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Bridgewater, NJ, United States

  • 40 reviews
  • 171 ratings
  • 232 titles in library
  • 0 purchased in 2018

  • Paradise Lost

    • UNABRIDGED (10 hrs and 45 mins)
    • By John Milton
    • Narrated By Anton Lesser
    • Whispersync for Voice-ready

    In words remarkable for their richness of rhythm and imagery, Milton tells the story of man's creation, fall, and redemption, "to justify the ways of God to men". Here, unabridged, and told with exceptional sensitivity and power by Anton Lesser, is the plight of Adam and Eve, the ambition and vengefulness of Satan and his cohorts.

    David says: "Great Epic Poem Narrated Well"
    "a real keeper"

    I read and loved Milton in grad school, thanks to an outstanding professor. I have not read him recently, but hearing the blind poet read is how most people experienced him for many years. The work's greatness is even more apparent when heard than when read. This is not a work to breeze through either way, however.

    I have yet to listen to the complete recording, but know this is one that I will treasure, playing over and over. The sound of Milton's epic is so much of the poetry and the meaning, and it helps to have an excellent reader.

    11 of 14 people found this review helpful
  • Incidents of Travel in Central America, Chiapas and Yucatan: Volume One

    • UNABRIDGED (11 hrs and 27 mins)
    • By John Lloyd Stephens
    • Narrated By Scott Nilsen

    These are the true life tales of adventure and travel throughout Central America by John L. Stephens who employed Frederick Catherwood to create artistic renderings of their discoveries. First published in 1858, the world was amazed and intrigued by their travels.

    Dan G says: "A Classic Account"
    "Part 1 is mostly an 1839 travelogue"

    I bought this title because I visited several Maya sites on an archaeological tour and am very interested in what Stephens and Catherwood saw and thought. The first volume, set in Guatemala beginning in 1839, has very little of this to offer. It mainly focuses on Stephens' travels in Guatemala and only describes one archaeological site. Catherwood is a minor character.
    The reading begins agonizingly badly, with phrasing nonexistent. It improves somewhat as the book continues, but the editing is poor. There are spots where the reader notes he'll try that again (and repeats), for example.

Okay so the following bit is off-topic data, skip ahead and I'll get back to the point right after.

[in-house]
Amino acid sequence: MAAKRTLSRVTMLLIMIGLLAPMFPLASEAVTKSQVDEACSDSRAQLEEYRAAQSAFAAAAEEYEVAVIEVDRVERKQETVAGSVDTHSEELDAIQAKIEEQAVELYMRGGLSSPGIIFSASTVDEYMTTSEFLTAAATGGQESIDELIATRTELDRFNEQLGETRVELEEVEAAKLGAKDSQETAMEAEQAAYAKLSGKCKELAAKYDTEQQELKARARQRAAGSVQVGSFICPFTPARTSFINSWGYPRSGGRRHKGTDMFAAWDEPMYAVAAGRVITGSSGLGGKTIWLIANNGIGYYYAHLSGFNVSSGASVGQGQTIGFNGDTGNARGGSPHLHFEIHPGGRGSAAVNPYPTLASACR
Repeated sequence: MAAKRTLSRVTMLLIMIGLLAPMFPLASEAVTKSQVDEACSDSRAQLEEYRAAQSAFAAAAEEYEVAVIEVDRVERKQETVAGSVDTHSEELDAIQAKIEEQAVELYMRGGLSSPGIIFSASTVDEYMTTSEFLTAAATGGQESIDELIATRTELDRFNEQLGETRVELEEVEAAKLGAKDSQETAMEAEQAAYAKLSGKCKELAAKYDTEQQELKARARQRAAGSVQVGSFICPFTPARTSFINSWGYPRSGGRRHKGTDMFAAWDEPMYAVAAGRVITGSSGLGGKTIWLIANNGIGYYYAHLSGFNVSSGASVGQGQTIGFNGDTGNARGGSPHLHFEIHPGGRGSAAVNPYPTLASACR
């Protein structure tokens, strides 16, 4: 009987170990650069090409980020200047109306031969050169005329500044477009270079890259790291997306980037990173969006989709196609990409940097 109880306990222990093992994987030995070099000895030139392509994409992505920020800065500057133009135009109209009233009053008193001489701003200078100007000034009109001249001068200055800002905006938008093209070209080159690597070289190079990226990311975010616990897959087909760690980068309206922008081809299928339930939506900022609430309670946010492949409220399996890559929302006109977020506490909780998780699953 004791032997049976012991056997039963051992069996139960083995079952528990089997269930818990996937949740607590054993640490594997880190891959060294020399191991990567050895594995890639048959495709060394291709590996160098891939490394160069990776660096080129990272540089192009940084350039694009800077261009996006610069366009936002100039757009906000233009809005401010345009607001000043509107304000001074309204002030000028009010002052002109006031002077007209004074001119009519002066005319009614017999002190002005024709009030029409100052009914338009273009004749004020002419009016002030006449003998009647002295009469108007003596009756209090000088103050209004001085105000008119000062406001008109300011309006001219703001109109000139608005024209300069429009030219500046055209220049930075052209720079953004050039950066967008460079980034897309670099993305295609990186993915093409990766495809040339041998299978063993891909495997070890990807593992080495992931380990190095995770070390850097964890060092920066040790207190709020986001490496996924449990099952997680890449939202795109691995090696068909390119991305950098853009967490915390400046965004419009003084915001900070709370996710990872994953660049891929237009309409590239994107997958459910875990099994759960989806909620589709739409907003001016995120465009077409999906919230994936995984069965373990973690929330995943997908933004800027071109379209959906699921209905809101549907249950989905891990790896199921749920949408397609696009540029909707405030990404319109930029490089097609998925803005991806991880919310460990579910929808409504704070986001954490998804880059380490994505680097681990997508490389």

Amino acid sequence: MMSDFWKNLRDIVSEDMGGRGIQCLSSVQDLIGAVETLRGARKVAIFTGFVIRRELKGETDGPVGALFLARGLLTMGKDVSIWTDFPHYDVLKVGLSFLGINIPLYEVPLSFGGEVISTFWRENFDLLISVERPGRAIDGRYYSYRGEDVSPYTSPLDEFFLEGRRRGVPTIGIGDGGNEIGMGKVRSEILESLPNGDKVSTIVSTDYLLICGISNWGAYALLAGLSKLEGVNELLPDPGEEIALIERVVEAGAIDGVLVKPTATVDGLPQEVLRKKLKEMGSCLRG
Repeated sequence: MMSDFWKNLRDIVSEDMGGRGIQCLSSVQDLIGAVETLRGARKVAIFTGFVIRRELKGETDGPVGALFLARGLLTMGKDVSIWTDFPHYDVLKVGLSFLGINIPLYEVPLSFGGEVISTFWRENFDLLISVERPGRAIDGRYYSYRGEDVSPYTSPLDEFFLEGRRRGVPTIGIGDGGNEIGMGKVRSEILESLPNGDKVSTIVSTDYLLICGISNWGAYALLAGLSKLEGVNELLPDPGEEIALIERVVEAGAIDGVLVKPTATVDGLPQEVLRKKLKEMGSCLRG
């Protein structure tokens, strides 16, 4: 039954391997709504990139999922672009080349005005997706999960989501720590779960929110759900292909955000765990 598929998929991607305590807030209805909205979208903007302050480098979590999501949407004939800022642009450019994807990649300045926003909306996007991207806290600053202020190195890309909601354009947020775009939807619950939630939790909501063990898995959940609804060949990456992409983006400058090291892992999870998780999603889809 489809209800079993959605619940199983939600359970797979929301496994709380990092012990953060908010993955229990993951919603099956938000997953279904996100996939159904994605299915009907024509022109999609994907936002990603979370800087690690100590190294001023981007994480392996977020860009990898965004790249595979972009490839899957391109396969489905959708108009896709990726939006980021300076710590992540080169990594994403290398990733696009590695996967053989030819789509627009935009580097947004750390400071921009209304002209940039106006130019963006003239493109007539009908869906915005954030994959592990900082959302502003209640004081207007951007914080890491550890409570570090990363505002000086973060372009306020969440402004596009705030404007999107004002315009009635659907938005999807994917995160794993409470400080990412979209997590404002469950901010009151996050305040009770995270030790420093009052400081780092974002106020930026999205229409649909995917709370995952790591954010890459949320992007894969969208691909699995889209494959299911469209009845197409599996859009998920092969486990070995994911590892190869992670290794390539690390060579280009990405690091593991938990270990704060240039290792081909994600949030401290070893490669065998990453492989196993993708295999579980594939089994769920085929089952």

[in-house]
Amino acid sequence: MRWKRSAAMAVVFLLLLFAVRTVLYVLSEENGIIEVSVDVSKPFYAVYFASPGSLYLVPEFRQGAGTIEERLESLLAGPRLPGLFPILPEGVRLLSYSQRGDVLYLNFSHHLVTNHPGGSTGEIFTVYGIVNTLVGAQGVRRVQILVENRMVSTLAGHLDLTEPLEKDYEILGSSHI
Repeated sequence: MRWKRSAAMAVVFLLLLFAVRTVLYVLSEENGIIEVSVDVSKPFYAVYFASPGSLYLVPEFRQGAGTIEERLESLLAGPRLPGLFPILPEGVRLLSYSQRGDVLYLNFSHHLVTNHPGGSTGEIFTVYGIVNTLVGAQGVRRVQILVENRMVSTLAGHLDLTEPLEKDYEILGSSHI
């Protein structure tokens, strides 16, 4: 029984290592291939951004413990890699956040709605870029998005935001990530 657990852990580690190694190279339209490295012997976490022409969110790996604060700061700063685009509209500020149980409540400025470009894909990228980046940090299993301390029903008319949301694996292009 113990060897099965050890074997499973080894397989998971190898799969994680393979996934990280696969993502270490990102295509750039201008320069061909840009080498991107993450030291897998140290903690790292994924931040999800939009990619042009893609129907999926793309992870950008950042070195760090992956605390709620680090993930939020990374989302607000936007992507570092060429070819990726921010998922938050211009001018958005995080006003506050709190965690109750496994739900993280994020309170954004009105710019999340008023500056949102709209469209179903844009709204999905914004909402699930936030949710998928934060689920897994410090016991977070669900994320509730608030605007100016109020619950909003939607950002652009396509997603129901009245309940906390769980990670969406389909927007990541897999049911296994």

As many have noted, the website provided for Catherwood's illustrations is currently "under construction".
    Hopefully the future volumes will offer more that is of archaeological interest.

    3 of 3 people found this review helpful
  • Cahokia: Ancient America’s Great City on the Mississippi

    • UNABRIDGED (6 hrs and 54 mins)
    • By Timothy Pauketat
    • Narrated By George Wilson

    Professor Timothy R. Pauketat illuminates the riveting discovery of the largest pre-Columbian city on U.S. soil. Once a flourishing metropolis of 20,000 people in 1050, Cahokia had rotted away by 1400. Its earthen mounds near modern-day St. Louis reveal “woodhenges” and evidence of large-scale human sacrifice.

    Mary says: "probably better in hard copy"
    "probably better in hard copy"

    Slow starting, but once you get beyond the introductory chapters that basically are a rehash, newer archaeological evidence (very late 20th century) is included about this site plus a guess at Cahokia's longer term influence. This is one of the rare audible books where I suffered through the reading. It was plodding and based on its phrasing, sounded like the author was not familiar with the contents in advance. If the hard copy contains illustrations and maps, definitely that would be the way to go on this one.

    4 of 5 people found this review helpful
  • The Music Lesson: A Spiritual Search for Growth Through Music

    • UNABRIDGED (7 hrs and 26 mins)
    • By Victor L. Wooten
    • Narrated By Victor L. Wooten
    • Whispersync for Voice-ready

    "'Boy, do I have a lot to learn!'" Anyone who's ever picked up a musical instrument of any kind - from the first caveman banging rocks to that little kid at the guitar shop - has thought that. I know I did. I'd been trying for years to break in to the music scene, to show everyone my chops, to make my mark. And I was good. But I wasn't great. I knew that there was something wrong. Then the teacher showed up...."

    Tomas says: "Surprise like no other!"
    "Shallow and self indulgent"

    I listened for a couple of hours and couldn't take any more. My assessment is that it was written for people about mental age 12. I know a fair number of people serious about music, of various ages. I can't imagine any of them identifying with this. Obviously written by and for the immature. I hope by the end he grew up, but frankly I don't care to follow his journey any farther.

    3 of 11 people found this review helpful
  • Tempest-tost: The Salterton Trilogy, Book 1

    • UNABRIDGED (9 hrs and 35 mins)
    • By Robertson Davies
    • Narrated By Frederick Davidson

    An amateur production of The Tempest provides a colorful backdrop for a hilarious look at unrequited love. Mathematics teacher Hector Mackilwraith, stirred and troubled by Shakespeare's play, falls in love with the beautiful Griselda Webster. When Griselda shows she has plans of her own, Hector despairs on the play's opening night.

    Mary says: "First of the first (and shows it)"
    "First of the first (and shows it)"

    As the first book in Davies' first trilogy, Tempest-Tost sets the stage for what is to come in Salterton, then elsewhere in his world.